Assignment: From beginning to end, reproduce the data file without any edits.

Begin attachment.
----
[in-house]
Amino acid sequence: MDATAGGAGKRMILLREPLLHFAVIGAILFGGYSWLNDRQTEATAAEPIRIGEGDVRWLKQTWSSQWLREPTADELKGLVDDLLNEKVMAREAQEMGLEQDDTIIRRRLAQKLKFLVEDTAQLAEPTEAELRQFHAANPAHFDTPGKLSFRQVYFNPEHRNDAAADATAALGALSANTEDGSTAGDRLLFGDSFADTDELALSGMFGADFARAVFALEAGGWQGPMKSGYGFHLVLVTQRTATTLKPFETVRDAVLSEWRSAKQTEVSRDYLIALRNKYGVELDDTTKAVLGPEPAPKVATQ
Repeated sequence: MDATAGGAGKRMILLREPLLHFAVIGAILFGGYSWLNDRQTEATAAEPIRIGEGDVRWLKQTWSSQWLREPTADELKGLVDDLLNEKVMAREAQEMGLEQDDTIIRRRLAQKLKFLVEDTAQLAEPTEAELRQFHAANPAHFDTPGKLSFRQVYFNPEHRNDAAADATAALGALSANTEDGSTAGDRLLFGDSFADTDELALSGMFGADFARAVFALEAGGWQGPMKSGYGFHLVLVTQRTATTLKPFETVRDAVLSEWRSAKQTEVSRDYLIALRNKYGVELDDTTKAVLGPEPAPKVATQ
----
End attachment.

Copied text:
[in-house]
Amino acid sequence: MDATAGGAGKRMILLREPLLHFAVIGAILFGGYSWLNDRQTEATAAEPIRIGEGDVRWLKQTWSSQWLREPTADELKGLVDDLLNEKVMAREAQEMGLEQDDTIIRRRLAQKLKFLVEDTAQLAEPTEAELRQFHAANPAHFDTPGKLSFRQVYFNPEHRNDAAADATAALGALSANTEDGSTAGDRLLFGDSFADTDELALSGMFGADFARAVFALEAGGWQGPMKSGYGFHLVLVTQRTATTLKPFETVRDAVLSEWRSAKQTEVSRDYLIALRNKYGVELDDTTKAVLGPEPAPKVATQ
Repeated sequence: MDATAGGAGKRMILLREPLLHFAVIGAILFGGYSWLNDRQTEATAAEPIRIGEGDVRWLKQTWSSQWLREPTADELKGLVDDLLNEKVMAREAQEMGLEQDDTIIRRRLAQKLKFLVEDTAQLAEPTEAELRQFHAANPAHFDTPGKLSFRQVYFNPEHRNDAAADATAALGALSANTEDGSTAGDRLLFGDSFADTDELALSGMFGADFARAVFALEAGGWQGPMKSGYGFHLVLVTQRTATTLKPFETVRDAVLSEWRSAKQTEVSRDYLIALRNKYGVELDDTTKAVLGPEPAPKVATQ